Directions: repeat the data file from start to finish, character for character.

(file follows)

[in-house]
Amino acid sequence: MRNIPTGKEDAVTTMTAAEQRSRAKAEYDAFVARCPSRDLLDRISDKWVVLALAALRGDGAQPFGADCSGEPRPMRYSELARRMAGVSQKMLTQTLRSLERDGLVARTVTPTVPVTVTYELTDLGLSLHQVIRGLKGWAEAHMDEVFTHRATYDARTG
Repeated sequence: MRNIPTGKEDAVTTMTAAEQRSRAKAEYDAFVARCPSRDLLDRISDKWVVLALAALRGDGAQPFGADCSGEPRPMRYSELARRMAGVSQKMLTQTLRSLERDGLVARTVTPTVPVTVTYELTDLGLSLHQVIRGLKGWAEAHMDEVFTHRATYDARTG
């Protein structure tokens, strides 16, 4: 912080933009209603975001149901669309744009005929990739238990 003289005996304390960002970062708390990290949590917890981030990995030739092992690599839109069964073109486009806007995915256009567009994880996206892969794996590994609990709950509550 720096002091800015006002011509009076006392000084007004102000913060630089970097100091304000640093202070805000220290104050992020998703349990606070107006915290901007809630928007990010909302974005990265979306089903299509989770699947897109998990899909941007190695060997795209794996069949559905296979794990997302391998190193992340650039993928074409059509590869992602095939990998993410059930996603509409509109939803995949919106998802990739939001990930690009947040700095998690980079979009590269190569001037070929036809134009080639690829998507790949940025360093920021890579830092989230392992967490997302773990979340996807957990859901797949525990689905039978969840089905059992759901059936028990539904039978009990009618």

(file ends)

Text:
[in-house]
Amino acid sequence: MRNIPTGKEDAVTTMTAAEQRSRAKAEYDAFVARCPSRDLLDRISDKWVVLALAALRGDGAQPFGADCSGEPRPMRYSELARRMAGVSQKMLTQTLRSLERDGLVARTVTPTVPVTVTYELTDLGLSLHQVIRGLKGWAEAHMDEVFTHRATYDARTG
Repeated sequence: MRNIPTGKEDAVTTMTAAEQRSRAKAEYDAFVARCPSRDLLDRISDKWVVLALAALRGDGAQPFGADCSGEPRPMRYSELARRMAGVSQKMLTQTLRSLERDGLVARTVTPTVPVTVTYELTDLGLSLHQVIRGLKGWAEAHMDEVFTHRATYDARTG
């Protein structure tokens, strides 16, 4: 912080933009209603975001149901669309744009005929990739238990 003289005996304390960002970062708390990290949590917890981030990995030739092992690599839109069964073109486009806007995915256009567009994880996206892969794996590994609990709950509550 720096002091800015006002011509009076006392000084007004102000913060630089970097100091304000640093202070805000220290104050992020998703349990606070107006915290901007809630928007990010909302974005990265979306089903299509989770699947897109998990899909941007190695060997795209794996069949559905296979794990997302391998190193992340650039993928074409059509590869992602095939990998993410059930996603509409509109939803995949919106998802990739939001990930690009947040700095998690980079979009590269190569001037070929036809134009080639690829998507790949940025360093920021890579830092989230392992967490997302773990979340996807957990859901797949525990689905039978969840089905059992759901059936028990539904039978009990009618």